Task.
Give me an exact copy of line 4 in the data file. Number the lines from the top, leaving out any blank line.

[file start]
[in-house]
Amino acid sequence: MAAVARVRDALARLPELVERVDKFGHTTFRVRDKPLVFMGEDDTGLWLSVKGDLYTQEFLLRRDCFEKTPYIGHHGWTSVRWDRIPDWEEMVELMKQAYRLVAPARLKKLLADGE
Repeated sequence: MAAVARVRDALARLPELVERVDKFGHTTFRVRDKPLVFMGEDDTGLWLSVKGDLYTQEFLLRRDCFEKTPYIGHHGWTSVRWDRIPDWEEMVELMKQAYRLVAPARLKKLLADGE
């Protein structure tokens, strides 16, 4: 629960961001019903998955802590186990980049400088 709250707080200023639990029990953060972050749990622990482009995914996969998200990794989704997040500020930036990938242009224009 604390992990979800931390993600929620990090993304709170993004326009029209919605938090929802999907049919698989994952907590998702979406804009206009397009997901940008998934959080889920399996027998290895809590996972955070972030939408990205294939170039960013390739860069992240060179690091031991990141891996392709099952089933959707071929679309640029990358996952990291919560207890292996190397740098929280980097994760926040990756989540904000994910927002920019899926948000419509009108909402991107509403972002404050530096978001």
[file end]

């Protein structure tokens, strides 16, 4: 629960961001019903998955802590186990980049400088 709250707080200023639990029990953060972050749990622990482009995914996969998200990794989704997040500020930036990938242009224009 604390992990979800931390993600929620990090993304709170993004326009029209919605938090929802999907049919698989994952907590998702979406804009206009397009997901940008998934959080889920399996027998290895809590996972955070972030939408990205294939170039960013390739860069992240060179690091031991990141891996392709099952089933959707071929679309640029990358996952990291919560207890292996190397740098929280980097994760926040990756989540904000994910927002920019899926948000419509009108909402991107509403972002404050530096978001």